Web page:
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Kokua Line

Citizens wondering about ‘illegally’ parked police cars


QUESTION: I often see police cars parked around Queen Emma Square. There are only 15 metered stalls and a few stalls reserved for the Honolulu Police Department on Queen Emma Street and toward the exit of Queen Emma Square. I understand that police and other emergency vehicles park wherever they need to while on a call, however, this police car was parked where the curb was red, there was a sun shield in the windshield and there didn’t appear to be any police activity in the area. It appears that the officer parked the car to attend court. What are the rules for emergency vehicles parking "illegally" when not actively on a call? I’ve seen cars parked in the same area cited by police. Does this mean that police are above the law?

QUESTION: I am currently sitting in my car across the street from my apartment building on Young Street at 12:15 a.m. I tried to enter the building’s only entrance/exit and it was blocked by a police car, parked diagonally so as to block both lanes of the driveway. I have been here for over 20 minutes. Does HPD have a policy regarding the blocking of driveways? The officers were up in the building and unable to move their cars or respond to questions.

ANSWER: In both cases we passed on the photos provided to HPD, showing exactly what HPD vehicles were involved and where they were parked.

In the first case the police vehicle was illegally parked; in the second case the extenuating circumstance was that the officer assigned to the car was responding to a volatile situation.

"In both cases, supervisors have spoken to the officers," said HPD spokeswoman Michelle Yu.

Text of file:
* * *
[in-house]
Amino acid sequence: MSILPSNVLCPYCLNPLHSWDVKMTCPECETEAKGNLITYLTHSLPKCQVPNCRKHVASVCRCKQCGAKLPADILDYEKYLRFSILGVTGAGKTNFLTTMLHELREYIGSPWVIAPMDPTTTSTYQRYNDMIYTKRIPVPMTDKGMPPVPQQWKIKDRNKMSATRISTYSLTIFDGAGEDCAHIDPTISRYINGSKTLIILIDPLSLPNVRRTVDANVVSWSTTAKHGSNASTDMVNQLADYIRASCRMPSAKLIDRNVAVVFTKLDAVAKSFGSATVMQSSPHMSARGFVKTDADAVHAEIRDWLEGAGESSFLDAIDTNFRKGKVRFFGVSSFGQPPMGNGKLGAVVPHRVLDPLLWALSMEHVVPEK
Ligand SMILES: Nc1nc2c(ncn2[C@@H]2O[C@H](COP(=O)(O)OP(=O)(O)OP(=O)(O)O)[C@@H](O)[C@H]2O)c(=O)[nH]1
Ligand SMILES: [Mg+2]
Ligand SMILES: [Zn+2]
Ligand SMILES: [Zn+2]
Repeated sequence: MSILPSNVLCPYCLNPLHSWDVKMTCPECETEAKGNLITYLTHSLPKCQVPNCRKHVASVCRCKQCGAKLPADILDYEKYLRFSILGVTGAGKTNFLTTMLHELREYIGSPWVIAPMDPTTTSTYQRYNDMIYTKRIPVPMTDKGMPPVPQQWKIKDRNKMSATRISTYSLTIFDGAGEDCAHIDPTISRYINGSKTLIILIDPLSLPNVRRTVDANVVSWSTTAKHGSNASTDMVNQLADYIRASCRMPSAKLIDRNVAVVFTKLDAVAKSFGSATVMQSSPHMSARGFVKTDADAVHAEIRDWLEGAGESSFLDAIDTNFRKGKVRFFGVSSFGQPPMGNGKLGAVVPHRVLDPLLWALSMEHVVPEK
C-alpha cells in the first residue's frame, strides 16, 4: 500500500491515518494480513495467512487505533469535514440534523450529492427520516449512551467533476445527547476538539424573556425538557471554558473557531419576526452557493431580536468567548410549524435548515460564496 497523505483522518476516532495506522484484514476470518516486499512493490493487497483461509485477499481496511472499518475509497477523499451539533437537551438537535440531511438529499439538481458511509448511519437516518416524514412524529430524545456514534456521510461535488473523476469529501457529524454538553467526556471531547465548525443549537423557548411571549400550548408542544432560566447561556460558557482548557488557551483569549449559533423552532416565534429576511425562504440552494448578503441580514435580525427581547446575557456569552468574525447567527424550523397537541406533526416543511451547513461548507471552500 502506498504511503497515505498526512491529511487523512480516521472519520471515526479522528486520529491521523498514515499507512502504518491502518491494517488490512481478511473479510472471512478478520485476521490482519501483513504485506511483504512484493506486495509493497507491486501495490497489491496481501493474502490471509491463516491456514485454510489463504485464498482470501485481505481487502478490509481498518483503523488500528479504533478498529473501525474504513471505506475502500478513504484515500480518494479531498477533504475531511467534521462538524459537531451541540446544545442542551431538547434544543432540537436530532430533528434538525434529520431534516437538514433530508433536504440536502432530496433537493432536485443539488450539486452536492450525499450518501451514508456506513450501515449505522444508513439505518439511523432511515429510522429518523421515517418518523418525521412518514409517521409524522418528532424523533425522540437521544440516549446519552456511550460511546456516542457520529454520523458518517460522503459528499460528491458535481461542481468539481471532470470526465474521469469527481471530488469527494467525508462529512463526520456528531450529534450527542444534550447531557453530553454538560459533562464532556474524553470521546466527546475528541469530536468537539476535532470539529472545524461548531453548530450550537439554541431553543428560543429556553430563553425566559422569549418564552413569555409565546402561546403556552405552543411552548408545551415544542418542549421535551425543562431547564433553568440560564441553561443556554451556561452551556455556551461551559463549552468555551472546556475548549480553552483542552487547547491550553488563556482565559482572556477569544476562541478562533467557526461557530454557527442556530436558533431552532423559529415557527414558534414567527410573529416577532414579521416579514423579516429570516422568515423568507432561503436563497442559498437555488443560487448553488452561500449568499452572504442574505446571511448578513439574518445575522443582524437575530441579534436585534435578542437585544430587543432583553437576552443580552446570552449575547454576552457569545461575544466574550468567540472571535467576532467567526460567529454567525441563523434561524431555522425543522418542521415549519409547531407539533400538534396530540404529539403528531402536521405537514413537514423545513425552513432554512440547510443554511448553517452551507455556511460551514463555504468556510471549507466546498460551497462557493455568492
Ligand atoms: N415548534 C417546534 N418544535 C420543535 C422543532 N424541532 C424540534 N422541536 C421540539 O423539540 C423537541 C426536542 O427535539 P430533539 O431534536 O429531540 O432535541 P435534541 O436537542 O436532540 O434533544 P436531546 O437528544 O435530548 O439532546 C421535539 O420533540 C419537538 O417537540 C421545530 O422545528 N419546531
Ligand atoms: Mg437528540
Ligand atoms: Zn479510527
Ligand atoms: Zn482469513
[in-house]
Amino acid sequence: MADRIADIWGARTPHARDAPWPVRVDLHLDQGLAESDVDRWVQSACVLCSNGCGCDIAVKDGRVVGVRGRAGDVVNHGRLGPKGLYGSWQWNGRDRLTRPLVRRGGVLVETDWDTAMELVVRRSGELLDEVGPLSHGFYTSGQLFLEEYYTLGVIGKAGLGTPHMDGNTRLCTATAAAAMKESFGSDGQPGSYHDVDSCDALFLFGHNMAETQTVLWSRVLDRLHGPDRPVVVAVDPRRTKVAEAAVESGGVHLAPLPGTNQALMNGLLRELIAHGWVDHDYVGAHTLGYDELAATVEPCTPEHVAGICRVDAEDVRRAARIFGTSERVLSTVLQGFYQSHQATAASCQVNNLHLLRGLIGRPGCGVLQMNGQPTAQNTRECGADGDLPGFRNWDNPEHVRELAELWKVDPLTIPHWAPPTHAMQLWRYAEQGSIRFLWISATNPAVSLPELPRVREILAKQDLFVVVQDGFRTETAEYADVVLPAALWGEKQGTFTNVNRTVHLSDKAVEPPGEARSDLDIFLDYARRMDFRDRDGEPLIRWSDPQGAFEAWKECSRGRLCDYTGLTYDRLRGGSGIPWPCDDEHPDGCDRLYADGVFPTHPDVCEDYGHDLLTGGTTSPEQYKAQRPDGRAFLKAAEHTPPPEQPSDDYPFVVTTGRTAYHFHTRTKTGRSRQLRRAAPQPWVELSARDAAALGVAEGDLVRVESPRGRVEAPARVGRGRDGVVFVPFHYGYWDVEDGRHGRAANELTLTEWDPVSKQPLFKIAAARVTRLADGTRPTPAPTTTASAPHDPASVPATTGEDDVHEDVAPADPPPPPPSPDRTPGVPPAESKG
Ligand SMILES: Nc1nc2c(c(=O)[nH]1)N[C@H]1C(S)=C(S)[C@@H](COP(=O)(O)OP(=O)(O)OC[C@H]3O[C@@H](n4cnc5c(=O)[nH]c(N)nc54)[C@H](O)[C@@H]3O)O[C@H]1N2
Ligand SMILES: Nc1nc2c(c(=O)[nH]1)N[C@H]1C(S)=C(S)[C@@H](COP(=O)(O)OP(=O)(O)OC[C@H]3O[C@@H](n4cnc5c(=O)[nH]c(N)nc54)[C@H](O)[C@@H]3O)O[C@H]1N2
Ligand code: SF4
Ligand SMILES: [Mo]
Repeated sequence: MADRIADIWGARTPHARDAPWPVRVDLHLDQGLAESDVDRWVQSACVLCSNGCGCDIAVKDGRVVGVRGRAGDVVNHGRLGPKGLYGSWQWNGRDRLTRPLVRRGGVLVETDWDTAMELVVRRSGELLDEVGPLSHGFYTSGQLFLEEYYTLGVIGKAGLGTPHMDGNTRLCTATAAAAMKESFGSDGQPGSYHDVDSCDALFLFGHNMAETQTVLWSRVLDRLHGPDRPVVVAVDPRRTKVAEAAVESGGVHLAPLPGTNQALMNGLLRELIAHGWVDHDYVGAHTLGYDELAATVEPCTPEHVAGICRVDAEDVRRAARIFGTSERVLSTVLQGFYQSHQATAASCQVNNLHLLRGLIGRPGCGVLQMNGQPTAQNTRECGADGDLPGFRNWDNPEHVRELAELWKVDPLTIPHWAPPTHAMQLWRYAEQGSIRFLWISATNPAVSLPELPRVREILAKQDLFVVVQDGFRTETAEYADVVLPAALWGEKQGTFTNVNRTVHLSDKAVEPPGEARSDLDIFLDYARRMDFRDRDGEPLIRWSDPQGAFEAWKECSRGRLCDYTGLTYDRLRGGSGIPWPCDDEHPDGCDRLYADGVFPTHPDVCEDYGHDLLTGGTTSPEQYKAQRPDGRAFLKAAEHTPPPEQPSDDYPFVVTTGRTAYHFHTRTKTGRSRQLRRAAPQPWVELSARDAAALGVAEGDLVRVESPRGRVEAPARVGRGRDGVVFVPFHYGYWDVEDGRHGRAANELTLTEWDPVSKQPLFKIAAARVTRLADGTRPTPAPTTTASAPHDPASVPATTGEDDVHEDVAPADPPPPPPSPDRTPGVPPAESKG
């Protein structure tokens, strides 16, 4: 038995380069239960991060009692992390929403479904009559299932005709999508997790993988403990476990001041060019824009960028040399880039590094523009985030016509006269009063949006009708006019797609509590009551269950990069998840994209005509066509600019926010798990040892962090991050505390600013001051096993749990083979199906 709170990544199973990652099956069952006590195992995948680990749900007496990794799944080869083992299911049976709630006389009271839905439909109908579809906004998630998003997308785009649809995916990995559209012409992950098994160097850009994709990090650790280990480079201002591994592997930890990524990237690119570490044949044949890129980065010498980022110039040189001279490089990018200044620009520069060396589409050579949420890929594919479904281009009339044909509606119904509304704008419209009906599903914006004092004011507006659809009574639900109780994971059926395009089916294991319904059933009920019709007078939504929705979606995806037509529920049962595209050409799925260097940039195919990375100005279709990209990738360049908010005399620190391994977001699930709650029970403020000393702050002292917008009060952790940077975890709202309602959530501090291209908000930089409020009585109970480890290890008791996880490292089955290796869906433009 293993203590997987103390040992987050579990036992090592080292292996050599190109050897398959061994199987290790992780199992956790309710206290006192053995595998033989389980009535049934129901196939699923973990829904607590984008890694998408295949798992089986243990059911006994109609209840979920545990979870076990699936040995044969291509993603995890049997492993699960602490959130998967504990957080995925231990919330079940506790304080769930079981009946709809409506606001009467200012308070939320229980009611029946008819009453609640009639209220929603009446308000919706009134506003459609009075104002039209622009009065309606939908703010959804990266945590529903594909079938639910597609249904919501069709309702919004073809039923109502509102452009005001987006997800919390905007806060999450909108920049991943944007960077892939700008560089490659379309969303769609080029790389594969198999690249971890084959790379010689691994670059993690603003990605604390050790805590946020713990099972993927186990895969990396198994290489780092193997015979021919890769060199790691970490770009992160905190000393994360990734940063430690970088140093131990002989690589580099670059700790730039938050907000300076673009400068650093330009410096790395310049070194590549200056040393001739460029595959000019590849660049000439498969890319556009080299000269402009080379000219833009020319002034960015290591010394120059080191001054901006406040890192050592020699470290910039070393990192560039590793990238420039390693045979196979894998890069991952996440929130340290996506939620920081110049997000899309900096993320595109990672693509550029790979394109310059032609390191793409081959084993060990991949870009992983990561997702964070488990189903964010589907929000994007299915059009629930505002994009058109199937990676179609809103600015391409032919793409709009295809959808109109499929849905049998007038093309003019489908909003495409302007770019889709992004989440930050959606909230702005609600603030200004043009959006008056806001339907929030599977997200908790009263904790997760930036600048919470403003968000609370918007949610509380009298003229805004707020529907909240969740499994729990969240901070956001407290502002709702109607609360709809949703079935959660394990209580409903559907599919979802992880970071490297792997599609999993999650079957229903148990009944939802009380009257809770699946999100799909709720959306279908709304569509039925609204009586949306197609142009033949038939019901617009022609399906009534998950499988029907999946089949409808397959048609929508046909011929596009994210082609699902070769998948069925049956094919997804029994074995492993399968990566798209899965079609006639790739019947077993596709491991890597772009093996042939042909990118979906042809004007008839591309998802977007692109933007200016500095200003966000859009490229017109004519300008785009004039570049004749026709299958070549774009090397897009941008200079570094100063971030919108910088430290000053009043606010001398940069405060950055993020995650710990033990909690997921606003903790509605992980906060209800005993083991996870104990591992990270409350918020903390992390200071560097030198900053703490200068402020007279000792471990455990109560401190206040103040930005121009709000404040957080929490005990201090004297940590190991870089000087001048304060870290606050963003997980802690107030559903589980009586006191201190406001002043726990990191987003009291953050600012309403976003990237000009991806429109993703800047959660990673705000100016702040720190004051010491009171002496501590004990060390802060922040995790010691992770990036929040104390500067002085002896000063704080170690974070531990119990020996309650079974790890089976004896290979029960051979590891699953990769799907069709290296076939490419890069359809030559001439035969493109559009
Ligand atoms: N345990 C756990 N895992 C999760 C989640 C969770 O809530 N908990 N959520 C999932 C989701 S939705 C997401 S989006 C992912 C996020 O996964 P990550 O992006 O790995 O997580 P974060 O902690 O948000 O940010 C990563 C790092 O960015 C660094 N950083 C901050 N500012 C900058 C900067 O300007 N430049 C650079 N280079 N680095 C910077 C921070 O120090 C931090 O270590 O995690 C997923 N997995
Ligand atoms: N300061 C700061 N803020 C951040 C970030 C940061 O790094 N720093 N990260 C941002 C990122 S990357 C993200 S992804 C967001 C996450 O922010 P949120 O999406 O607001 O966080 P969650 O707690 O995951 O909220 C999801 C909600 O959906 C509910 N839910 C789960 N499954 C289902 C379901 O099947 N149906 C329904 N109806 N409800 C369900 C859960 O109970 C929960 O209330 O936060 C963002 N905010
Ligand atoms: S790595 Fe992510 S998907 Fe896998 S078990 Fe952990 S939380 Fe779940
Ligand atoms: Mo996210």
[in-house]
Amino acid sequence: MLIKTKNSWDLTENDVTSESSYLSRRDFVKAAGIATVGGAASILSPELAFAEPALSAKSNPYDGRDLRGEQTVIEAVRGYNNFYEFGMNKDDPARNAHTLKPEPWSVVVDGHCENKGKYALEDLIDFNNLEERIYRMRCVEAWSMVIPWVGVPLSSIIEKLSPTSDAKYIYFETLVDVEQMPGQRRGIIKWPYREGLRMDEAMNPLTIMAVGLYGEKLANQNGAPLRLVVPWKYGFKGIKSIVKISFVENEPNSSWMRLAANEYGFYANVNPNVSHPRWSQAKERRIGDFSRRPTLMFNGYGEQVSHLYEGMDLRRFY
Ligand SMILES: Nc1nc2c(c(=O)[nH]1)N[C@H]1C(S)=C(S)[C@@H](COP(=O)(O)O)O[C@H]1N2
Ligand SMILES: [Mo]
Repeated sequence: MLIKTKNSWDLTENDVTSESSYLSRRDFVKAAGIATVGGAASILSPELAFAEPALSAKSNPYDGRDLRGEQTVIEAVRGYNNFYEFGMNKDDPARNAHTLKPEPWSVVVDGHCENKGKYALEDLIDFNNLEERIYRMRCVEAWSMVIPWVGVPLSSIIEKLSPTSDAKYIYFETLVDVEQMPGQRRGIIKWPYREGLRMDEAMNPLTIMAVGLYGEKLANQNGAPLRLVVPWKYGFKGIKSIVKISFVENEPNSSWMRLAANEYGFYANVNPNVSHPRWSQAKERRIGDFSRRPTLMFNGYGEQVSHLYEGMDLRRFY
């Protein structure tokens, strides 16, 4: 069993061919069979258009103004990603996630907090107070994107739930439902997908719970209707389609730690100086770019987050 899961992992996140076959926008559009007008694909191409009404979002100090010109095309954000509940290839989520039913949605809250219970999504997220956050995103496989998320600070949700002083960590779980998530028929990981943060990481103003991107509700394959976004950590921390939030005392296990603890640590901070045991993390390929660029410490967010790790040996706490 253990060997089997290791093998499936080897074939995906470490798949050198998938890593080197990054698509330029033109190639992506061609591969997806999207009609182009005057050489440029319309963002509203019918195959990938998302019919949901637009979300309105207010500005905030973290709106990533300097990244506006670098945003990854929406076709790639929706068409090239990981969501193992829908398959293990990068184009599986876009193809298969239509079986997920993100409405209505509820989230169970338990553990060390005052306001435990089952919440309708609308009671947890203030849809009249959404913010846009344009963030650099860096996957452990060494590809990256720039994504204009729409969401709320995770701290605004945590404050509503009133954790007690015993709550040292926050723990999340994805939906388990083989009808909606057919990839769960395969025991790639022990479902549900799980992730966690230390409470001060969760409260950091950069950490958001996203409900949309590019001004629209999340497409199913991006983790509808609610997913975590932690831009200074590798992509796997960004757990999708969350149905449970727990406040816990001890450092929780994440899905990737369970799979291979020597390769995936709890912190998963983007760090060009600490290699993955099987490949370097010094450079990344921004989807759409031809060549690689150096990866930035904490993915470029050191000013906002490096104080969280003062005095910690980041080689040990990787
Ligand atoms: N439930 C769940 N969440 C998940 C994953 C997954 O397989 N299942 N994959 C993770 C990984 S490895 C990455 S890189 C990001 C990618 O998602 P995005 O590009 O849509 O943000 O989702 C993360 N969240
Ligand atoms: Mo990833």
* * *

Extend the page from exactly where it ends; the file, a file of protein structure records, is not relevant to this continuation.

She declined to go into specifics about what those conversations entailed, including whether any reprimands or penalties resulted, citing personnel privacy issues.

Officers attending court "have been reminded" about obeying the parking laws, Yu said.

In the second situation the officer left his car in the driveway to respond to a "fight involving multiple parties" in the building, but "ordinarily" should not be blocking driveways, she said.


Although the AARP’s Tax-Aide program is not offering free tax assistance in the Kapolei area this year ("Kokua Line," Feb. 16) another volunteer-run program is offering help to senior and low-income clients at two Kapolei locations.

The Volunteer Income Tax Assistance sites are at the Hickam Federal Credit Union-Kapolei and Goodwill Industries-Kapolei. Appointments are required.

Call 432-9848 to make an appointment Tuesdays or Thursdays at the credit union site; call 347-4957 to make an appointment Wednesdays or Saturdays at the Goodwill location.

There is no official connection between the two programs other than that both are staffed by volunteers and sponsored by the IRS.


To the mother in the restroom at the Kamehameha Drive-In swap meet on Sunday, Jan. 30. Your daughter was in an umbrella stroller just outside your stall. When she called "mommy," you told her to "Shut up, or you going get some cracks." The toddler immediately fell silent and sat with a worried look on her face, as if to have instant knowledge about what a "crack" entails. My heart ached. How sad, lady, to raise a child in fear. This type of abuse could possibly ruin a keiki’s entire future, with the threat of violence always in their world. Shame on you, as the child was not even 2 to 3 years old! I am glad you are not MY mommy! — Disgusted

Write to "Kokua Line" at Honolulu Star-Advertiser, 7 Waterfront Plaza, Suite 210, 500 Ala Moana Blvd., Honolulu 96813; call 529-4773; fax 529-4750; or e-mail


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